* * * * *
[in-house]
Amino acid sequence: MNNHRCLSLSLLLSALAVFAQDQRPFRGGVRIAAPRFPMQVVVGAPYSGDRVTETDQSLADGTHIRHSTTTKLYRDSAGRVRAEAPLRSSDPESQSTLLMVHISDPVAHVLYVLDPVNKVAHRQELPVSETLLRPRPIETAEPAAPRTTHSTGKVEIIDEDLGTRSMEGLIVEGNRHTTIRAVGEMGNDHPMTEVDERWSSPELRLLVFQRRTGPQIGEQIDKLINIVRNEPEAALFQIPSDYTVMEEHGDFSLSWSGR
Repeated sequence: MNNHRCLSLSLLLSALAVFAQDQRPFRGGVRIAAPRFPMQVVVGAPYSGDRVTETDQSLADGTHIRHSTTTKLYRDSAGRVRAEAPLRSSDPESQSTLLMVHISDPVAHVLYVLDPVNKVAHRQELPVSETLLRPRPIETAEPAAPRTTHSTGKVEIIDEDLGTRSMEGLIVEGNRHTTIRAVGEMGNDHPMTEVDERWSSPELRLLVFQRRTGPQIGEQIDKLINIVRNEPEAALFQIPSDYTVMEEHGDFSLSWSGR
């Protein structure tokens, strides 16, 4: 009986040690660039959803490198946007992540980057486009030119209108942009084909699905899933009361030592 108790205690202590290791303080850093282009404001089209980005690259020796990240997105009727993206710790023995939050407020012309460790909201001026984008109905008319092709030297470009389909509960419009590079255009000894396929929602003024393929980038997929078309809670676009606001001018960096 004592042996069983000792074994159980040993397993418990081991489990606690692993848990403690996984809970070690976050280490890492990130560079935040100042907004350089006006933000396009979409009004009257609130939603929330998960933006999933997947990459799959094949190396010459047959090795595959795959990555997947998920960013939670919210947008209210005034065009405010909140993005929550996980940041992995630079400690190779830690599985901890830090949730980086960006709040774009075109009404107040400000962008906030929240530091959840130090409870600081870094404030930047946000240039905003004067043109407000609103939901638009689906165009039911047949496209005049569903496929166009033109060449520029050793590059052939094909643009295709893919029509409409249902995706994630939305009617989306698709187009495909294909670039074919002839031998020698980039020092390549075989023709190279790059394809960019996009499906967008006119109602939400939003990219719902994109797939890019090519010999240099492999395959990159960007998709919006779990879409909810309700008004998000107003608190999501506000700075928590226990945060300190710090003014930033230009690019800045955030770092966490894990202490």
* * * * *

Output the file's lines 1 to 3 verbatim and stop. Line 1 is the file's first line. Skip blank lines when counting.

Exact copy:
[in-house]
Amino acid sequence: MNNHRCLSLSLLLSALAVFAQDQRPFRGGVRIAAPRFPMQVVVGAPYSGDRVTETDQSLADGTHIRHSTTTKLYRDSAGRVRAEAPLRSSDPESQSTLLMVHISDPVAHVLYVLDPVNKVAHRQELPVSETLLRPRPIETAEPAAPRTTHSTGKVEIIDEDLGTRSMEGLIVEGNRHTTIRAVGEMGNDHPMTEVDERWSSPELRLLVFQRRTGPQIGEQIDKLINIVRNEPEAALFQIPSDYTVMEEHGDFSLSWSGR
Repeated sequence: MNNHRCLSLSLLLSALAVFAQDQRPFRGGVRIAAPRFPMQVVVGAPYSGDRVTETDQSLADGTHIRHSTTTKLYRDSAGRVRAEAPLRSSDPESQSTLLMVHISDPVAHVLYVLDPVNKVAHRQELPVSETLLRPRPIETAEPAAPRTTHSTGKVEIIDEDLGTRSMEGLIVEGNRHTTIRAVGEMGNDHPMTEVDERWSSPELRLLVFQRRTGPQIGEQIDKLINIVRNEPEAALFQIPSDYTVMEEHGDFSLSWSGR